Companies including Microsoft, Intel, the merchant bank Merrill Lynch and some British banks were said to be affected. But only hard-disk files running Microsoft's Windows system were hit. Robert Carrigan, a spokes- man for Merrill Lynch, one of the biggest American merchant banks, said the program struck its New York offices on Thursday. "We worked through the night over here to ensure that protective measures were put in place," he said. The British subsidiary was almost unaffected.
Spokesmen for other major businesses said they simply closed off their e-mail systems and implanted electronic safeguards.
Computer experts describe Worm Explore as a "worm" rather than a "virus" because it passes itself from computer to computer, rather than multiplying within the same computer. It propagates by electronically raiding the infected user's e-mail address book and sending out copies of itself to people listed there, while wiping the data from files picked randomly from any part of the internal network the computer was attached to.
"We have the virus," said Rachel Albert, a spokeswoman at InterActive Public Relations in San Francisco, where the worm hit early on Thursday. "It's terrible. A lot of people lost everything they were working on." British companies with American offices were particularly at risk.
Victims got an e-mail apparently replying to one they had sent, with an attached file and the message: "Hi... I have received your e-mail and I shall send you a reply ASAP. Till then take a look at the attached zipped docs. Sincerely... " Opening the attached file restarted the destruction and again attacked the e-mail address book.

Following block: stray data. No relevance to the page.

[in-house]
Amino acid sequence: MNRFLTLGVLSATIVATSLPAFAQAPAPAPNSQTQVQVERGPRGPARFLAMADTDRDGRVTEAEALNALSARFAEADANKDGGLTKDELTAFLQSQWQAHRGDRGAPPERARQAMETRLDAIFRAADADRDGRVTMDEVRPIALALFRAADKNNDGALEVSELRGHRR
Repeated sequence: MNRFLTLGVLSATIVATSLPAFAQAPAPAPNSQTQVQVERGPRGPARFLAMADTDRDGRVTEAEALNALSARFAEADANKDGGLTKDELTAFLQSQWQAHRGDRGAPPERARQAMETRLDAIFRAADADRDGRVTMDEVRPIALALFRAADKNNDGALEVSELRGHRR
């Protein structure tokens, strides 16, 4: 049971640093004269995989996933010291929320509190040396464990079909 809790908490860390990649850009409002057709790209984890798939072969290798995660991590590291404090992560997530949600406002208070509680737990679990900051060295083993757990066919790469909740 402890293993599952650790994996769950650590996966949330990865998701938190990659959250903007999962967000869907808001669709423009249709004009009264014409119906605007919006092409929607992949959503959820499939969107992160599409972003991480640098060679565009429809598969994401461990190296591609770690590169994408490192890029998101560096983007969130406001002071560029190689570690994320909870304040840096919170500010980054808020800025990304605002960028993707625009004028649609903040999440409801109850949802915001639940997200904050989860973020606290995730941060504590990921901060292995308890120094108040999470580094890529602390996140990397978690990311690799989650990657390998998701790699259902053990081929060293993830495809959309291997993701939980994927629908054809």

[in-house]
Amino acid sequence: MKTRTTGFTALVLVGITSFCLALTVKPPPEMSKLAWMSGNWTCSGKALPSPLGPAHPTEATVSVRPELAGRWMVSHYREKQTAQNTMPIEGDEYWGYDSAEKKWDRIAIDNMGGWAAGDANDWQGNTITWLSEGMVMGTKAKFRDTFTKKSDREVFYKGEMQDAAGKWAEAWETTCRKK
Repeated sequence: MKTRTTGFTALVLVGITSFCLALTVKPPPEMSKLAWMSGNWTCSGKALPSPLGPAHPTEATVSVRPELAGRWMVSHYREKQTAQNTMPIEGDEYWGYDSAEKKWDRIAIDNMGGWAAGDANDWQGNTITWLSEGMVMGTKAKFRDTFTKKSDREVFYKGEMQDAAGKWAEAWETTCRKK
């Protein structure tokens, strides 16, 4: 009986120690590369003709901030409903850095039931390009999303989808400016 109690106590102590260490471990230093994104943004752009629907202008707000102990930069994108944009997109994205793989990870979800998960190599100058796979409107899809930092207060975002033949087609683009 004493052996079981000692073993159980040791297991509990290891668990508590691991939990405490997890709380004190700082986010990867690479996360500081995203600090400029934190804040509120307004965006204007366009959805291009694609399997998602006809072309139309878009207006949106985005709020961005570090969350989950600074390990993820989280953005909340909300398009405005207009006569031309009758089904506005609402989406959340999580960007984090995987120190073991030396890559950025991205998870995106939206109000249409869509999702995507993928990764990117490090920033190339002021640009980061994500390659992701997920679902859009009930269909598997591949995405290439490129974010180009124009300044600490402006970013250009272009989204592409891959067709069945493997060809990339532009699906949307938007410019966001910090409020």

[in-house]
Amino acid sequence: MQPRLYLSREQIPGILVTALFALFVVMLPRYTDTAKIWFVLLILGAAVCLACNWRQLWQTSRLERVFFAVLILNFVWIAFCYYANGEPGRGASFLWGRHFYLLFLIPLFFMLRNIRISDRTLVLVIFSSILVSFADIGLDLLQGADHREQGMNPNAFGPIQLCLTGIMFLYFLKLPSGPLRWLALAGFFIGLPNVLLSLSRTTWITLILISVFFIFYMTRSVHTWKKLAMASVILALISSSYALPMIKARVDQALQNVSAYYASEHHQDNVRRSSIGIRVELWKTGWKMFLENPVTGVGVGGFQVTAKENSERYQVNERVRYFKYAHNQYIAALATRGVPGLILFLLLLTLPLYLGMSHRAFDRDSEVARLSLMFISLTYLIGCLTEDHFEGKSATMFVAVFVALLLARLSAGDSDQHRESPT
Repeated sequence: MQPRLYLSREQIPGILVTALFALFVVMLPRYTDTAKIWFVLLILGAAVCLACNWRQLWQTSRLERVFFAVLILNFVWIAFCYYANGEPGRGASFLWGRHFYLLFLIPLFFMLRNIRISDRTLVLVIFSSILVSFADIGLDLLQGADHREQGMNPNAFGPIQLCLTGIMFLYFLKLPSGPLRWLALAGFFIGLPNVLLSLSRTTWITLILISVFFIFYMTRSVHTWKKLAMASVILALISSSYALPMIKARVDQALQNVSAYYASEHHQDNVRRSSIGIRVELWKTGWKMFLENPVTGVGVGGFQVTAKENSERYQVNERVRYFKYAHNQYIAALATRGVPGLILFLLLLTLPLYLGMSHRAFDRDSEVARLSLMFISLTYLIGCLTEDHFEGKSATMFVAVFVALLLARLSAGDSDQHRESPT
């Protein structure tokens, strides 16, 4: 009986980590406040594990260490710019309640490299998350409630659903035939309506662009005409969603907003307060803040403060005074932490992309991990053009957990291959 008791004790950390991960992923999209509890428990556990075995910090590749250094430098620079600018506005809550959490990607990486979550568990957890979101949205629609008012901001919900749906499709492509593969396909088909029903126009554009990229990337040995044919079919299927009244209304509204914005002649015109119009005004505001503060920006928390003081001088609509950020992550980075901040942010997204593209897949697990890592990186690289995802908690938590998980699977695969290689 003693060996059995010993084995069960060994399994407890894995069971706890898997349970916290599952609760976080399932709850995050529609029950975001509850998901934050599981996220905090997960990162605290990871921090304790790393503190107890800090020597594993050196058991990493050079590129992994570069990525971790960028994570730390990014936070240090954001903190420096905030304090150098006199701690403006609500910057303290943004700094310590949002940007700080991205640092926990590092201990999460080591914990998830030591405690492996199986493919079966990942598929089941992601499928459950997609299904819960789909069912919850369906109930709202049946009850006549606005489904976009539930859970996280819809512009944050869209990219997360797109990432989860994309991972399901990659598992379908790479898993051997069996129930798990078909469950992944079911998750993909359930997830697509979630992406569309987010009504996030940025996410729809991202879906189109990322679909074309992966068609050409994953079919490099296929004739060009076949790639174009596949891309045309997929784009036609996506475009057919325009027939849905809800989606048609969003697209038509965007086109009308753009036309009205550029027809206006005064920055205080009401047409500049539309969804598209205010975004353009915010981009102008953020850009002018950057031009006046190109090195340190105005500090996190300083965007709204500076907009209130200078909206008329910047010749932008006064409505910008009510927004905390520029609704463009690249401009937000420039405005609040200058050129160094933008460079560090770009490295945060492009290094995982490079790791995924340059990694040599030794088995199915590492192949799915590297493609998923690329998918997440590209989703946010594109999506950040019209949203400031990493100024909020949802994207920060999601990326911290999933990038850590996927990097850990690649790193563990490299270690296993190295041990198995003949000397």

The Melissa worm appeared in March, sending 50 copies of a list of pornography sites on the Web to people. An estimated 100,000 computers were affected worldwide, as e-mail systems overloaded with the volume of traffic.
Such viruses and worms are becoming increasingly common, as virus-writers realise the potential of the internet and office e-mail practice for spreading their destructive products.
They are helped by the enormous popularity of Microsoft's Windows system, and programs including Word for word processing, Outlook Express for e- mail, the spreadsheet program Excel and presentation system PowerPoint. At present, commercial virus checking programs scan for more than 41,000 viruses of various forms that can affect computers using Microsoft programs.
Ironically, the trial yesterday in which the US Department of Justice claims Microsoft breaks anti-trust rules by using its operating system dominance to push its own software heard evidence that Microsoft's actions make it harder for companies to protect themselves against viruses.
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